6. Totally fine! I get stuck on words all the time, but force myself to figure out as many synonyms as possible. I love the Dead Poet’s Society and too often people overuse the word “very” (there are other words people!). My current word is “demonstrative”, don’t ask my why, I have no clue! Words will just pop randomly into my head and I’ll go “that’s a fantastic (ha-ha!) word” and feel compelled to use it any way I can.

    1. Usually it’s in hearing it elsewhere that it makes its way into my brain. Of all the places I picked up “fantastic” (this is embarrassing), it was in the movie “Something Borrowed.” “Oh, yeah, Darcy’s fantastic.” Can’t believe I just admitted that. Demonstrative is a good one! xo

  7. my word these days, incredible. which, as time goes on, makes the word lose it’s luster! things aren’t so incredible if everything is incredible. then it got me thinking to the roots of the words. something so amazing that it’s impossibly real, there’s no way that it is true… such a strange word.

    1. It’s true, and words in general tend to lose meaning the more you repeat them (in a trippy way, sometimes. Say ‘swing’ fifteen times in a row and tell me it makes any sense). Oh, etymology is such a favorite subject of mine. My dad used to have an etymological dictionary that he’d open at random during dinner — we learned a a lot that way! xo

  8. Dude. I am dying to read about this character and his ineluctable judgment. Very curious about what it was that was so irrestitable. That is what it means right? I had to look it up. Anyhow, I think it’s normal. I get really stuck on certain words too. My husband always points it out: You’ve been saying that word a lot. Haha

    1. Ha, I think I made it sound more fascinating than it is, though I’m my own worst critic. Our heroine sees a character make a simple decision, thinking no one is watching, and it totally colors her perception of him. Ineluctably, a really negative association is made in her brain with his action. Is this just teasing you with all the vague-ness? Sorry!
      That’s a good husband you have there! I should ask my fiancé to point out when I overuse a word. I’m sure ‘fantastic’ is grating on his nerves by this point! xo

  9. That’s such a great quote…Right. The repetitive word for me is great…There’s also gorgeous. My point is, I think it’s ‘normal’. By the way, finally watched Blue Jasmine (not kidding, I kept that movie for months!). My one word review: Meh.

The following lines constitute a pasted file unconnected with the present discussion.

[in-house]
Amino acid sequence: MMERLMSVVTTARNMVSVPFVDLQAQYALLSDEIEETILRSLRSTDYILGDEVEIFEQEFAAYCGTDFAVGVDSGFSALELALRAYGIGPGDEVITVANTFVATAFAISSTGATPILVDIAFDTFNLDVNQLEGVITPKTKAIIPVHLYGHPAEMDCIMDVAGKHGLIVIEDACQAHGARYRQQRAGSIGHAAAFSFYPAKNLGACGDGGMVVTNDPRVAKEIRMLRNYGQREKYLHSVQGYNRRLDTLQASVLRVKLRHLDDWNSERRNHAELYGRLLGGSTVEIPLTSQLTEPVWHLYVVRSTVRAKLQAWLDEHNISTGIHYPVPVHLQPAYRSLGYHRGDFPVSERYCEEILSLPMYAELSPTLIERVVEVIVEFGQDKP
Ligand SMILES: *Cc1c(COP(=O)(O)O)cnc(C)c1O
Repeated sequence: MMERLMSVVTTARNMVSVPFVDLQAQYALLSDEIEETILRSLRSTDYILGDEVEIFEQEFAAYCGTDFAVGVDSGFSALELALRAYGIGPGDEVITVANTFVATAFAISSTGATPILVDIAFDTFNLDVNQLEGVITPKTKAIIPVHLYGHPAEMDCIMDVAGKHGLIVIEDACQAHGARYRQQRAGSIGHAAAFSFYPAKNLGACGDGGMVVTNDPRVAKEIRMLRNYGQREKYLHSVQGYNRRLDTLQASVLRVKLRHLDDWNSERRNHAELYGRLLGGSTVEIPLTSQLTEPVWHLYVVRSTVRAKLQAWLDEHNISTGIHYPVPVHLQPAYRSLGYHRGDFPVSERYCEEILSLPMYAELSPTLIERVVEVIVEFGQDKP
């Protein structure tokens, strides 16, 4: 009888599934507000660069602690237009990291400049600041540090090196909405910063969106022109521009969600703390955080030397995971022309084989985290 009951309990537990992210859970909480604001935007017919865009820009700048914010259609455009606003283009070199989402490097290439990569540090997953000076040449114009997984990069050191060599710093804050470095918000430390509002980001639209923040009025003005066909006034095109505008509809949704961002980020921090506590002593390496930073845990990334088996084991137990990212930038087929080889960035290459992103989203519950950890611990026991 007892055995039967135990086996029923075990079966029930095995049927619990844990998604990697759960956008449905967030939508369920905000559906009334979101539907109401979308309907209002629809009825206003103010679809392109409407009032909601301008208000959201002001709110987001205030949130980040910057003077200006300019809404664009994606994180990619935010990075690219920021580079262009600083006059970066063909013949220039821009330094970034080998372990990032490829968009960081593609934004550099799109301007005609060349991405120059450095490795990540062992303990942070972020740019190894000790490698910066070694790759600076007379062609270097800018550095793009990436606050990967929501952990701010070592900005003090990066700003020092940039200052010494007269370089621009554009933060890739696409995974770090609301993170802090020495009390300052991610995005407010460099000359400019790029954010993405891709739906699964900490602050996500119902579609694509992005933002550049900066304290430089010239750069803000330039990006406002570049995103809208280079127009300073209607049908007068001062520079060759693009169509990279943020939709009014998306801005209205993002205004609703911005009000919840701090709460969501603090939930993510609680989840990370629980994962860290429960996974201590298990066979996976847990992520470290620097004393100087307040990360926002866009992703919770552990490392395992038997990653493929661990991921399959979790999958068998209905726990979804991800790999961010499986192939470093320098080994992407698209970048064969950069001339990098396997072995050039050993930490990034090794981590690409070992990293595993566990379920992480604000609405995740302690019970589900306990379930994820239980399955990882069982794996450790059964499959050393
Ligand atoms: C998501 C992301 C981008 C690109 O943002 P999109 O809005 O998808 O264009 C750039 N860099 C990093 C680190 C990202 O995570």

1. Ooh, I’m guilty of overusing gorgeous, too. Every baby or dog I meet is a “gorgeous” little thing. I guess it’s more common to get stuck on words than I thought! At least I’m not alone ;)
      Sucks to hear about Blue Jasmine, but that seems to be the general consensus amongst people who’ve seen it. Oh well. xo

  10. I haven’t seen the Dead Poet’s Society but I love that quote.
    I often have to go back through my posts and remove the ‘very’s and the exclamation marks. Both can add unnecessary emphasis and make things a bit too upbeat I find.
    I struggle to find enough alternatives to beautiful, stunning, pretty etc.
    I pick up a lot of good words from Liberty London Girl, she has a great vocabulary.

    1. It’s such a good movie. Robin Williams is at his best. I think even Arthur and Evan would like it.
      I’m sensitive to exclamation marks, as you know, and am always very conscious about using them. I read a book last year that used something like 41 in the first chapter, and it just felt like the author was assaulting me with them by that point. xo

  11. Ne t’inquiète pas; c,est normal parce que tu vas a Paris et tout it,s fantastic! A Paris tout retrouveras les nuances a nouveau

  12. I think that’s totally normal brain behaviour. should I worry that I don’t know what ineluctable means tho???? nah, I’m foreign :)

  13. Just having a browse of your novel writing section as it’s something I want to do SO MUCH but never seem to be able to actually get myself past the dreaded opening chapters… anyway, I think you should create an email newsletter for these words. I definitely need to expand my vocabulary (ineluctable? what is that?) and I love the way you explained them… curled, legs, wisps of smoke… beautiful! xxx

Comments are closed.